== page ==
This week’s poem goes far with relatively few words. Its big abstractions, like “infinity” and “perceptions,” are made concrete by lines like “not one syllable can see” and “The apartment cube with 24-hour security.”

Mark Melnicove’s work has often blurred the lines between poems and visual art. This poem comes out of a collaboration with the printmaker Terry Winters and is part of a limited edition titled “Sometimes times” and published by Two Palms Press this year.

Melnicove teaches English and creative writing at Falmouth High School. His papers are in the George J. Mitchell Department of Special Collections & Archives at the Bowdoin College Library.

Infinity exists only

By Mark Melnicove

Infinity exists only

in the symbols we create for it.

Irregular shapes

are composed of regular curves.

A discordant score

is fashioned from dependable notes.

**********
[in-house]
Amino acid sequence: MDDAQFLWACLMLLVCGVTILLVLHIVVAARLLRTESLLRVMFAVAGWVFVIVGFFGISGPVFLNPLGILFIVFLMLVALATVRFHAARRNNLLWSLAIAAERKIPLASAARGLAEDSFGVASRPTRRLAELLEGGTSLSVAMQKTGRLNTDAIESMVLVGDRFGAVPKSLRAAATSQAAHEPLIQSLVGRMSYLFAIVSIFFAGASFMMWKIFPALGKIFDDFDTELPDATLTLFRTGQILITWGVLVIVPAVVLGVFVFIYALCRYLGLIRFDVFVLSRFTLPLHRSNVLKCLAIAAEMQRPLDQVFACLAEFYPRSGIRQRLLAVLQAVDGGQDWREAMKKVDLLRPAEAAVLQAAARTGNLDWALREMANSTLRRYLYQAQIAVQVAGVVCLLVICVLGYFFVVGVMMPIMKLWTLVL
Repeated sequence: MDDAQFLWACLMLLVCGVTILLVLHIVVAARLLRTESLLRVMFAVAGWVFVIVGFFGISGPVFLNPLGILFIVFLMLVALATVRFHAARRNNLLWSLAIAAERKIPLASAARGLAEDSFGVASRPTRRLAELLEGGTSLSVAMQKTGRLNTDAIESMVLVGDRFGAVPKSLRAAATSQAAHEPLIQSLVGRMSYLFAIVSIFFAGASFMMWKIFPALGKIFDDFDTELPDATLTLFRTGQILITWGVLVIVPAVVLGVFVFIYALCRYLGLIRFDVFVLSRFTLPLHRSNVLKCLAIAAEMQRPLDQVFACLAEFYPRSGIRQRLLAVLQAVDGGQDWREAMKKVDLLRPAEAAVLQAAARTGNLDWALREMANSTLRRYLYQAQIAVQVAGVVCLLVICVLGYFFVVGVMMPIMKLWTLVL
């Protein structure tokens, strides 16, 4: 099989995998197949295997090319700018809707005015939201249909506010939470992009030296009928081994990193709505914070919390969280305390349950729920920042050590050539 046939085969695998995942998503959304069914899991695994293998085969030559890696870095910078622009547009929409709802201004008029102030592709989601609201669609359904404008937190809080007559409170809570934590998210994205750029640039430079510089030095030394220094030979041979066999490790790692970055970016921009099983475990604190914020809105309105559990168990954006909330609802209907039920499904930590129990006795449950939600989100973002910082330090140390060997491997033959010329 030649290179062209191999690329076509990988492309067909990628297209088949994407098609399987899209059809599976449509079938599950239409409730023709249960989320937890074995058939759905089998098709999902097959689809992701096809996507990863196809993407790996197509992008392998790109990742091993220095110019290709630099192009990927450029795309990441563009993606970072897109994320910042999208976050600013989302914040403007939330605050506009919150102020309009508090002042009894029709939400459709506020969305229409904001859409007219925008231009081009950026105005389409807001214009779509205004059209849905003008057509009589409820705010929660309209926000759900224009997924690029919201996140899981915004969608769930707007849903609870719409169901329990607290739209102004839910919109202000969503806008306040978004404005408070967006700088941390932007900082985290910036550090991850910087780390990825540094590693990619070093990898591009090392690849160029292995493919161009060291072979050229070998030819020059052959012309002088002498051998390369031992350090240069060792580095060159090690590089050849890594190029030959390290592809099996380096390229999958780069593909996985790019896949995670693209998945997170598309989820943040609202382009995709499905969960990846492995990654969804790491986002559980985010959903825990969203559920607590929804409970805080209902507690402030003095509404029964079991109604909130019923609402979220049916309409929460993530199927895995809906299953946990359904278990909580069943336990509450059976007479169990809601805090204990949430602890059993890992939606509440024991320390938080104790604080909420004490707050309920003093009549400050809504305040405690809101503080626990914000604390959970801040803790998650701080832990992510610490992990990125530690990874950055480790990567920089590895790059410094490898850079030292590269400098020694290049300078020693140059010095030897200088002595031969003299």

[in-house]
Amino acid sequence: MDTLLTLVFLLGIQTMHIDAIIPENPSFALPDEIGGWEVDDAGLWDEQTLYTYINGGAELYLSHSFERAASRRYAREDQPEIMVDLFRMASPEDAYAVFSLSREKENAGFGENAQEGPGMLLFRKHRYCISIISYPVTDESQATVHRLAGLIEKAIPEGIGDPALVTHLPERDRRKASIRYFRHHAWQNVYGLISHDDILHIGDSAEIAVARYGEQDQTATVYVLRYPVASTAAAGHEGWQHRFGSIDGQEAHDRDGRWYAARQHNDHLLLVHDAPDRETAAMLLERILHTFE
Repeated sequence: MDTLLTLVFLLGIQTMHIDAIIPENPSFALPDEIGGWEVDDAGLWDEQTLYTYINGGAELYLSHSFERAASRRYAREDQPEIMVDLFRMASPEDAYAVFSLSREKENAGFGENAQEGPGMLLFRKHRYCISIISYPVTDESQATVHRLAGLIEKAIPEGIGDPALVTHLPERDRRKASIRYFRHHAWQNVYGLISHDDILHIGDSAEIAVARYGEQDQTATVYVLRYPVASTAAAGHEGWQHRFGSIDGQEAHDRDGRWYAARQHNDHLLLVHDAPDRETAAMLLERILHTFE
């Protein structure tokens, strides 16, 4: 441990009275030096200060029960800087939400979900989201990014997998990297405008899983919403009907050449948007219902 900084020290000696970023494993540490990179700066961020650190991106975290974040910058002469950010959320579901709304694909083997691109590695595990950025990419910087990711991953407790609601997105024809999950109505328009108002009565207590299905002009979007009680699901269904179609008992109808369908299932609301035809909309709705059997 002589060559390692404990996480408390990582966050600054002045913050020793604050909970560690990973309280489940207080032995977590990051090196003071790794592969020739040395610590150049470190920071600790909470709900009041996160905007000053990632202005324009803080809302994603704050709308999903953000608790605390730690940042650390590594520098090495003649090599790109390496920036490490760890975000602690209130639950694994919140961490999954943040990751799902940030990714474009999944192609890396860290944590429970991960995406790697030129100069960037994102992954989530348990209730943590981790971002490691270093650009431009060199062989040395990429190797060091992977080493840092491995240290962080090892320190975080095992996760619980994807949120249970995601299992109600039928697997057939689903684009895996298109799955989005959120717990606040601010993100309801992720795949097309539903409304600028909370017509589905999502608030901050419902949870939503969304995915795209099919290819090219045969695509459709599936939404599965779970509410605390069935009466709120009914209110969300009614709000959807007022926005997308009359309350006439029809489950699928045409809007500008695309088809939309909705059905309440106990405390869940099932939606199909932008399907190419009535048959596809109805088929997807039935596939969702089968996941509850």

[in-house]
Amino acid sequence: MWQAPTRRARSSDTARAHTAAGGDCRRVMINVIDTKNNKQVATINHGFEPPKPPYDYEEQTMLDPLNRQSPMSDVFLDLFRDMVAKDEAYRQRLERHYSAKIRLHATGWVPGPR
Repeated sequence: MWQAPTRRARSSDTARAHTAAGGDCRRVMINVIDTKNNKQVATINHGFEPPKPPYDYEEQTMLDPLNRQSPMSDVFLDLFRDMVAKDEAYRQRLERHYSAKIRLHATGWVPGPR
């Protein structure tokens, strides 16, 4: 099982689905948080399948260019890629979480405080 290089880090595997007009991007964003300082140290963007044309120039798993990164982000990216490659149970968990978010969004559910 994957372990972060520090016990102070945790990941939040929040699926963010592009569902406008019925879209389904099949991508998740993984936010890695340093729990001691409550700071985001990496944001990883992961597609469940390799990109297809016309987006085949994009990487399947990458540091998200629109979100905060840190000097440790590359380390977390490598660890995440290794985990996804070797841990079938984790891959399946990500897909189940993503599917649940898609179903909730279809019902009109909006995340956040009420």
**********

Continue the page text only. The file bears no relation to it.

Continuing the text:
Though every word refers

to perceptions, not one syllable can see.

All is provisional,

even as everything is redolent with repetition.

The apartment cube with 24-hour security

is vulnerable to earthquakes out of sight.

Dark matter must have light.

Gibson Fay-LeBlanc is Portland’s poet laureate. DEEP WATER: Maine Poems is produced in collaboration with the Maine Writers & Publishers Alliance. Poem copyright Mark Melnicove. It appears here by permission of the author. For an archive of all the poems that have appeared in this column, go to

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